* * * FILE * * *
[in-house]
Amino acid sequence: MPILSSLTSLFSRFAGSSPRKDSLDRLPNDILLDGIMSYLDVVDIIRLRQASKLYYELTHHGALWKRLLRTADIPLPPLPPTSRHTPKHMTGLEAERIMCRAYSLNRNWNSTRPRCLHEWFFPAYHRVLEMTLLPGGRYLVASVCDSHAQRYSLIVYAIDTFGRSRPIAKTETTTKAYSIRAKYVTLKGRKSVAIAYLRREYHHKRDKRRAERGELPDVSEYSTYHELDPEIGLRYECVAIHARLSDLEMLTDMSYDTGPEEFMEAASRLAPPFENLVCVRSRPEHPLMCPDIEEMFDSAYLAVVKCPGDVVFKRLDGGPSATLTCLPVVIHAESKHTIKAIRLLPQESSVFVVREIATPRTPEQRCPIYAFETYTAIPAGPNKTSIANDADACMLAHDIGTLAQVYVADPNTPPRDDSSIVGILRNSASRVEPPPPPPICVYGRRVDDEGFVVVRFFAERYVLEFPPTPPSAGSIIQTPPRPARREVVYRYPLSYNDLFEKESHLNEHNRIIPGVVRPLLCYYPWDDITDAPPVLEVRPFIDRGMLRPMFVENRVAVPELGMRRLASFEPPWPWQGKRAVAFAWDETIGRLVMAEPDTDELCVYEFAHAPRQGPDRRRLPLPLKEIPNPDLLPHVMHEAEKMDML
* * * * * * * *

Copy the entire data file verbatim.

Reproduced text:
[in-house]
Amino acid sequence: MPILSSLTSLFSRFAGSSPRKDSLDRLPNDILLDGIMSYLDVVDIIRLRQASKLYYELTHHGALWKRLLRTADIPLPPLPPTSRHTPKHMTGLEAERIMCRAYSLNRNWNSTRPRCLHEWFFPAYHRVLEMTLLPGGRYLVASVCDSHAQRYSLIVYAIDTFGRSRPIAKTETTTKAYSIRAKYVTLKGRKSVAIAYLRREYHHKRDKRRAERGELPDVSEYSTYHELDPEIGLRYECVAIHARLSDLEMLTDMSYDTGPEEFMEAASRLAPPFENLVCVRSRPEHPLMCPDIEEMFDSAYLAVVKCPGDVVFKRLDGGPSATLTCLPVVIHAESKHTIKAIRLLPQESSVFVVREIATPRTPEQRCPIYAFETYTAIPAGPNKTSIANDADACMLAHDIGTLAQVYVADPNTPPRDDSSIVGILRNSASRVEPPPPPPICVYGRRVDDEGFVVVRFFAERYVLEFPPTPPSAGSIIQTPPRPARREVVYRYPLSYNDLFEKESHLNEHNRIIPGVVRPLLCYYPWDDITDAPPVLEVRPFIDRGMLRPMFVENRVAVPELGMRRLASFEPPWPWQGKRAVAFAWDETIGRLVMAEPDTDELCVYEFAHAPRQGPDRRRLPLPLKEIPNPDLLPHVMHEAEKMDML